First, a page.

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From Richard Eckart de Castilho <...@apache.org>
Subject Re: JCasGen like utility for generating POJO Classes in the type system
Date Tue, 16 Oct 2018 07:45:39 GMT
On 14. Oct 2018, at 00:31, Amit Paradkar <amp6064@gmail.com> wrote:
> Thanks Marshall.
> I would like to construct objects in the typesystem that I have defined
> without having to pass in a cas object in the constructor (after I have
> detected features for a particular class in the text)
> e.g, I have a Database type defined in my UIMA type descriptor based on
> which JCasGen generates a JCas cover class called named Databaase.
> But all the public constructors in this class take a JCas object as an
> argument which precludes an independent construction of instances of these
> classes.
> I need to be able to construct an instance of such classes independent of
> any cas objects - since I need them to persist even after the the current
> input text is being processed completely. So, almost a mirror typesystem is
> desired. Perhaps I am not using the notion of typesystem appropriately...

JCas cover classes are bound to a (J)CAS because. One simple reason is that
annotations do not contain the covered text themselves but need to query the
underlying (J)CAS to fetch a substring of the document text based on their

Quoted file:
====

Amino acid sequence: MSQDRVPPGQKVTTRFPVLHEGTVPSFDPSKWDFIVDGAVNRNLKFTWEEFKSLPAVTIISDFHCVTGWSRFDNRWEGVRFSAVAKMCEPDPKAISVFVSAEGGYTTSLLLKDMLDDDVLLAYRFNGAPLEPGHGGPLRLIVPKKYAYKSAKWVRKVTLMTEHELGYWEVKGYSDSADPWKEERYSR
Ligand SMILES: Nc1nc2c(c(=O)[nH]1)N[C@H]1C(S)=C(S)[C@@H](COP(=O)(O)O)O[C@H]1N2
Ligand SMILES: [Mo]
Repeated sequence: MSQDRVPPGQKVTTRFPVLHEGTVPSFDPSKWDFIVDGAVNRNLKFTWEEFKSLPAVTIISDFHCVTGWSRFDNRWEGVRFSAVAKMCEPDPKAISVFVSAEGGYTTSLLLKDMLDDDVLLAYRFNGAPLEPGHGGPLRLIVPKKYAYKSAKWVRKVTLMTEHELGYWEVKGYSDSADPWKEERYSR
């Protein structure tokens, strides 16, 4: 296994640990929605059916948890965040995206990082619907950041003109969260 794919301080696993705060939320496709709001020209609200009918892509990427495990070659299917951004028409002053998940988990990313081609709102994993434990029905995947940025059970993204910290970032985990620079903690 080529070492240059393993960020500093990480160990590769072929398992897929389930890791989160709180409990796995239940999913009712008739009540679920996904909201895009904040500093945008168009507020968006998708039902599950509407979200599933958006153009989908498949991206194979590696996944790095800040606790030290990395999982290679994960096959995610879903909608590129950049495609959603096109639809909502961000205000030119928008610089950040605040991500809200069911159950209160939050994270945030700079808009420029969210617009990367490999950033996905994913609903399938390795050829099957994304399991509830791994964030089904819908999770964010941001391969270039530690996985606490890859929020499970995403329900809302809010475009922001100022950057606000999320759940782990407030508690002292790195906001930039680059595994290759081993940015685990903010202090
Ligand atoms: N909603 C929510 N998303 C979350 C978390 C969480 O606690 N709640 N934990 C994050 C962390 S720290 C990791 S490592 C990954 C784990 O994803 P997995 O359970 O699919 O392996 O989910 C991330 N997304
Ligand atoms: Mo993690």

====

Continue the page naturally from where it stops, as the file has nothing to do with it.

respective start/end positions.

Also, (J)CAS objects are often re-used. So retaining a JCas cover class instance
or a FeatureStructure for a longer period of time is usually a bad idea.

If you need to persist data, you could:

* store the entire (J)CAS including the text an all annotations - e.g. in XMI or binary format
  or even JSON. You can then later create an empty CAS and load the data back in (except the

  JSON format for which we do not yet have code to load the data back).
* iterate only over those annotations in the CAS interesting to you, create a generic POJO
  (e.g. a kind of Map), copy all relevant information from the annotation over into the POJO
  and then persist that. In order to do this, you might want to use the CAS API which allows

  not only iterating over annotations, but also over their features.
* you *could* also use the POJO approch with JCas, create one POJO class for every JCas
  class that you have, and then copy the information from the annotations over into your
  POJO classes. But I believe in this case you'd have to write a lot of copy code and you'd
  have to adapt that code every time your type system changes. Of course, you could use
  the Java reflection API to make the code more generic (e.g. by getting a list of 
  getters/setters on the JCas classes), but then you could also just use the CAS API
  and get the same effect with simpler and faster code.


-- Richard
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